Jupyter cell 4

# Down-, gray- and Re-scale images, determine correction differences  
# *******************************************************************
import PIL
from PIL import Image, ImageOps

fig_size = plt.rcParams["figure.figsize"]
fig_size[0] = 15
fig_size[1] = 30
fig_1 = plt.figure(1)
ax1_1 = fig_1.add_subplot(531)
ax1_2 = fig_1.add_subplot(532)
ax1_3 = fig_1.add_subplot(533)
ax2_1 = fig_1.add_subplot(534)
ax2_2 = fig_1.add_subplot(535)
ax2_3 = fig_1.add_subplot(536)
ax3_1 = fig_1.add_subplot(537)
ax3_2 = fig_1.add_subplot(538)
ax3_3 = fig_1.add_subplot(539)
ax4_1 = fig_1.add_subplot(5,3,10)
ax4_2 = fig_1.add_subplot(5,3,11)
ax4_3 = fig_1.add_subplot(5,3,12)

# Parameters 
# ************
# size of the image to work with 
img_wk_size = 560 
# method to turn the original picture into a gray scaled one 
gray_scaling_method = 2

# bring the orig img down to (560, 560) 
# ***************************************
imgvc    = Image.open("rosen_orig_farbe.jpg")
imgvc_g  = imgvc.convert("L")

# downsize with PIL 
# ******************
imgvc_wk_size    = imgvc.resize((img_wk_size,img_wk_size), resample=PIL.Image.BICUBIC)
imgvc_wk_size_g  = imgvc_wk_size.convert("L")
imgvc_28      = imgvc.resize(  (28,28), resample=PIL.Image.BICUBIC)
imgvc_g_28    = imgvc_g.resize((28,28), resample=PIL.Image.BICUBIC)

# Change to np array
ay_picc = np.array(imgvc_wk_size)

# Display orig and wk_size images  
# *********************************
ax1_1.imshow(imgvc)
ax1_2.imshow(imgvc_wk_size)
ax1_3.imshow(imgvc_g, cmap=plt.cm.gray)

# Apply 3 different methods to turn the image into a gray one 
# **************************************************************
#Red * 0.3 + Green * 0.59 + Blue * 0.11
#Red * 0.2126 + Green * 0.7152 + Blue * 0.0722
#Red * 0.299 + Green * 0.587 + Blue * 0.114

ay_picc_g1 = ( 0.3    * ay_picc[:,:,0] + 0.59   * ay_picc[:,:,1] + 0.11   * ay_picc[:,:,2] )  
ay_picc_g2 = ( 0.299  * ay_picc[:,:,0] + 0.587  * ay_picc[:,:,1] + 0.114  * ay_picc[:,:,2] )  
ay_picc_g3 = ( 0.2126 * ay_picc[:,:,0] + 0.7152 * ay_picc[:,:,1] + 0.0722 * ay_picc[:,:,2] )  

ay_picc_g1 = ay_picc_g1.astype('float32') 
ay_picc_g2 = ay_picc_g2.astype('float32') 
ay_picc_g3 = ay_picc_g3.astype('float32')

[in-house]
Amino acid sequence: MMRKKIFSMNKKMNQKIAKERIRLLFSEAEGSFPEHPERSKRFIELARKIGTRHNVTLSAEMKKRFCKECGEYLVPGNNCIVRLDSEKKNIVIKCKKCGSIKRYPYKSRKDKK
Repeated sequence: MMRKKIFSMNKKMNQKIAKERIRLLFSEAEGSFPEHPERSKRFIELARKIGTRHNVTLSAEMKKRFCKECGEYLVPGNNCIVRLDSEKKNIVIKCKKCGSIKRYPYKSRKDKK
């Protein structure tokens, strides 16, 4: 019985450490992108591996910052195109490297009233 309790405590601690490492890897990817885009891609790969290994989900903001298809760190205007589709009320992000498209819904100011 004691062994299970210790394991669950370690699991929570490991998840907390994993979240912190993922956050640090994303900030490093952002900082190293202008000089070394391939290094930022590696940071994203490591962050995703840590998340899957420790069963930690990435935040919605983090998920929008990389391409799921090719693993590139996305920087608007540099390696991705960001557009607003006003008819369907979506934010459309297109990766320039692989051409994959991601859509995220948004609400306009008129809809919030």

# Prepare tensors
# *****************
t_picc_g1 = ay_picc_g1.reshape((1, img_wk_size, img_wk_size, 1))
t_picc_g2 = ay_picc_g2.reshape((1, img_wk_size, img_wk_size, 1))
t_picc_g3 = ay_picc_g3.reshape((1, img_wk_size, img_wk_size, 1))

t_picc_g1 = tf.image.per_image_standardization(t_picc_g1)
t_picc_g2 = tf.image.per_image_standardization(t_picc_g2)
t_picc_g3 = tf.image.per_image_standardization(t_picc_g3)

# Display gray-tensor variants    
# ****************************
ax2_1.imshow(t_picc_g1[0,:,:,0], cmap=plt.cm.gray)
ax2_2.imshow(t_picc_g2[0,:,:,0], cmap=plt.cm.gray)
ax2_3.imshow(t_picc_g3[0,:,:,0], cmap=plt.cm.gray)

# choose one gray img
# ******************
if   gray_scaling_method == 1:
    t_picc_g = t_picc_g1
elif gray_scaling_method == 2:
    t_picc_g = t_picc_g2
else:
    t_picc_g = t_picc_g3

# downsize to (28,28) and standardize
# *****************************************
t_picc_g_28_scd  = tf.image.resize(t_picc_g, [28,28], method="bicubic", antialias=True)
t_picc_g_28_std  = tf.image.per_image_standardization(t_picc_g_28_scd)
t_picc_g_28      = t_picc_g_28_std

# display 
ax3_1.imshow(imgvc_g_28, cmap=plt.cm.gray)
ax3_2.imshow(t_picc_g_28_scd[0,:,:,0], cmap=plt.cm.gray)
ax3_3.imshow(t_picc_g_28_std[0,:,:,0], cmap=plt.cm.gray)

# Upscale and get correction values  
# **********************************
t_picc_g_wk_size_scd     = tf.image.resize(t_picc_g_28, [img_wk_size,img_wk_size], method="bicubic", antialias=True)
t_picc_g_wk_size_scd_std = tf.image.per_image_standardization(t_picc_g_wk_size_scd)
t_picc_g_wk_size_corr    =  t_picc_g - t_picc_g_wk_size_scd_std   

# Correct and display 
# **********************
t_picc_g_wk_size_re   = t_picc_g_wk_size_scd_std + t_picc_g_wk_size_corr 
# Display
ax4_1.imshow(t_picc_g_wk_size_scd_std[0,:,:,0], cmap=plt.cm.gray)
ax4_2.imshow(t_picc_g[0,:,:,0],                 cmap=plt.cm.gray)
ax4_3.imshow(t_picc_g_wk_size_re[0,:,:,0],      cmap=plt.cm.gray)

 
The code is straightforward - a lot of visualization steps will later on just show tiny differences. For production you may shorten the code significantly.

In a first step we downscale the image to a work-size of (560x560) px with the help of PIL modules. (Note that 560 can be divided by 2, 4, 8, 16, 28). We then test out three methods to turn the image into a gray one. This step is required, because our MNIST-oriented CNN is trained for gray images, only. We reshape the image data arrays to prepare for tensor-operations and standardize with the help of Tensorflow - and produce image tensors on the fly. Afterwards, we downscale to a size of (28x28) pixels; this is the size of the MNIST images for which the CNN has been trained. We upscale to the work-size again, compare it to the original detailed image and calculate respective differences of the tensor-components. These differences will later be used to re-add details to our manipulated images.

The following picture displays the resulting output:

Note: The last two images should not show any difference. The middle row and the displays how coarse the (28x28) resolution really is and how much information we have lost after upscaling to (560x560)px.

OIP-Carving and detail replenishment

We now follow the algorithm described above. This leads to a main loop with steps for downscaling, OIP-carving on the (28x28)-scale, upscaling and a supplementation of original details:

Jupyter cell 5

# **************************************************+
# OIP analysis (to be used after the previous cell)
# **************************************************+

# Prepare plotting 
# -------------------
#interactive plotting 
#%matplotlib notebook 
#plt.ion()

fig_size = plt.rcParams["figure.figsize"]
fig_size[0] = 15
fig_size[1] = 25